Posted by: Kate | January 22, 2007

Bad Sportswife

I’ll do an awful lot for my family. Aside from the typical cooking, cleaning, working when I don’t want to, not throttling when I do want to, and other basics, I also learn about math and space and potty training because it’s important to various family members, and I do get interested – I’m not faking it, I actually care just because someone I love cares.

But I can’t care about sports. I just can’t. Especially football (well, boxing and wrestling, too, but I will not watch those at all, so they don’t count). I find the game too violent and complicated, and it simply does not interest me. I feel like I should care, because Willem cares about sports and I’d like to support him in whatever his interests are… but just like how I can’t fake an enjoyment of certain of the music he listens to (sorry, Opeth, you’re one fan short… but I think the kids like your quiet stuff), I simply cannot bring myself to enthuse about football.

This may become a problem. Yesterday, it somehow came up that not only do I not know the finer points of football, but I don’t know what a first down is. Willem was initially shocked and appalled, followed quickly by an overwhelming need to explain a first down to me. And he was unhappy when I asked him not to. I feel bad about it, honestly I do, but there are some things I don’t want to learn about.

So I’m in this self-imposed existential time-out right now. Would a better wife learn about everything her husband was interested in, just to placate his need to impose sports upon the world, or would she support her own right not to share some interests with him? I just don’t know. I feel guilty that I don’t want to understand the rules of football, but not guilty enough to actually want to learn the rules of football. At all.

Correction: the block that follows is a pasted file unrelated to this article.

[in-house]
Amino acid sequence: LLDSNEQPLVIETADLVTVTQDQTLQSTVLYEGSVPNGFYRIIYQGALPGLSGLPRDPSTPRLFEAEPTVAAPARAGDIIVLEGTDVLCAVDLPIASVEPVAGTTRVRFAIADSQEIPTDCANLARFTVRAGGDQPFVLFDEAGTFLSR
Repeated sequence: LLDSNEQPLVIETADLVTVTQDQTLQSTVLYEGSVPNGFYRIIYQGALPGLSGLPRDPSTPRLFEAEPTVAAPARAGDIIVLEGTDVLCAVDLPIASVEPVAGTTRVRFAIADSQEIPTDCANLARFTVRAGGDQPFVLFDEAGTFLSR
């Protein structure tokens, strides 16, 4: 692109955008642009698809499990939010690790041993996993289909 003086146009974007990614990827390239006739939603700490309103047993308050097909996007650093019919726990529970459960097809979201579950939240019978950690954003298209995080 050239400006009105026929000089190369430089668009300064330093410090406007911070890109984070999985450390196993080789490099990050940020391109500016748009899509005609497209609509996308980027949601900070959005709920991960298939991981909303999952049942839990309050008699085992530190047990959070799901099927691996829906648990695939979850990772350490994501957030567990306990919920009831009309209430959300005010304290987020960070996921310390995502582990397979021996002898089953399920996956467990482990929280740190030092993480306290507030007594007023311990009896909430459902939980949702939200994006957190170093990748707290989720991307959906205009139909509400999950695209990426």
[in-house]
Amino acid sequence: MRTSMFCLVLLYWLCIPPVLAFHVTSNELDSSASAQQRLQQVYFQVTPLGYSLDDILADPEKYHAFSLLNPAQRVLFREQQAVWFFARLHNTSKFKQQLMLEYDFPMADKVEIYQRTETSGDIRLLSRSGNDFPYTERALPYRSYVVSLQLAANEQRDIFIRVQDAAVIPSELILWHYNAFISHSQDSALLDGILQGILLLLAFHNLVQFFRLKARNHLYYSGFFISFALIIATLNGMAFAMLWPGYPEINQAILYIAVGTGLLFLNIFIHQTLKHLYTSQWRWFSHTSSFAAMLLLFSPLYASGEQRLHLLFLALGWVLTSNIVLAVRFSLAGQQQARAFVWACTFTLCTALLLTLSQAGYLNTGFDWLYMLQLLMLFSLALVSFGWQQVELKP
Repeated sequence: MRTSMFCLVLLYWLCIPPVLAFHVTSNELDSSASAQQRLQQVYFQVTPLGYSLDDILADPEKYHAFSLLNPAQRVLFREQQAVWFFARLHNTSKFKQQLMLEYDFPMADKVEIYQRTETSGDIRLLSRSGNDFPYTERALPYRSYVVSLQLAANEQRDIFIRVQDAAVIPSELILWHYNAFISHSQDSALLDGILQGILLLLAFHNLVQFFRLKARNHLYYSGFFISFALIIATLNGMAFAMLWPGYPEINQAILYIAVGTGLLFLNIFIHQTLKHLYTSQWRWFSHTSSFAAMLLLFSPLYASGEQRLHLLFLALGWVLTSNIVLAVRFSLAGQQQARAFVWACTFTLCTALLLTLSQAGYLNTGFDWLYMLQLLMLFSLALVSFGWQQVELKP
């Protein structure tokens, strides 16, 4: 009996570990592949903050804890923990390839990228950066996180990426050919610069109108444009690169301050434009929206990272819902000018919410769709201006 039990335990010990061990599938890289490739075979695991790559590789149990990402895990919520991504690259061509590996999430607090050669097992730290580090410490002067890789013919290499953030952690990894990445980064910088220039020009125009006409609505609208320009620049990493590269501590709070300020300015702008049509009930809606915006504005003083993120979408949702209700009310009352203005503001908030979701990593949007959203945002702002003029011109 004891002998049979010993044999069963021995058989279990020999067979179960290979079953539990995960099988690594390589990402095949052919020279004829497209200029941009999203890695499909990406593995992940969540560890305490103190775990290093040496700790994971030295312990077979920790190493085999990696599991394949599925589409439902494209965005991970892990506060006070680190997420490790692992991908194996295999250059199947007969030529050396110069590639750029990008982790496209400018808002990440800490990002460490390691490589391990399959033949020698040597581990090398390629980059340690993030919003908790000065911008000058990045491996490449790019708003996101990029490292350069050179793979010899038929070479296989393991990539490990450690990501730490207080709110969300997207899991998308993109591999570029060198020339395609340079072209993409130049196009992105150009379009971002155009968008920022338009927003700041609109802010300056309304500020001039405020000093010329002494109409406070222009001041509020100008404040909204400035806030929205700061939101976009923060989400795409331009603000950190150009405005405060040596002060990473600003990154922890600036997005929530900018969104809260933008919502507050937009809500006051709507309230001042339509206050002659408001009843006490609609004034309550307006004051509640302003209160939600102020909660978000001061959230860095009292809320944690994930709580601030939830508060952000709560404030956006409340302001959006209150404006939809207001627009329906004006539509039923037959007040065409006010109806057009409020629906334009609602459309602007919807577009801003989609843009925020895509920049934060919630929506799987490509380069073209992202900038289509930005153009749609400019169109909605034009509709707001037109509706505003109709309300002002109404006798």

He says that since he has made an effort to learn more about my interests – serial killers and knitting, to name two – then I should learn more about his. Which has some validity, but I have already learned lots more about Galileo and watched lots more Mythbusters than I ever would have on my own. So, are there limits?

We’ve had this discussion before. Willem is a consummate teacher, and he derives a lot of joy in being able to communicate knowledge to someone else. I know it hurts his feelings when I ask him not to teach me something. But sometimes I don’t want to know about things, and I’m left feeling like I’m throwing it back in his face, and he feels like I’m stonewalling him. Or something. I don’t know what words he would use.

But let’s widen the net and look at the children (“Just think of the children! Won’t you think of the poor little children?”). I’m happy to enroll Emily in art lessons and took her to a school year’s worth of dance classes on Saturday mornings… and it so happens that I enjoyed those activities myself, once upon a time, so I felt I could share them with her. But trains… model trains, Thomas the tank engine, animated trains… they just don’t rev me up like they do her. She seems okay with this. But should I allow her to pursue indepenedent interests without my presence/interest/interference, or should I involve myself in every aspect of her existence to prove to her that she is loved and attended-to? And what about when Jacob starts developing interests of his own?

Ugh. Just another thing to file under “How much of me is ME and how much of me is Mom/Wife?”


  1. Yuck, I hate football too. I think I may, however, have a general idea of what a first down is…don’t worry, I don’t understand well enough to explain it.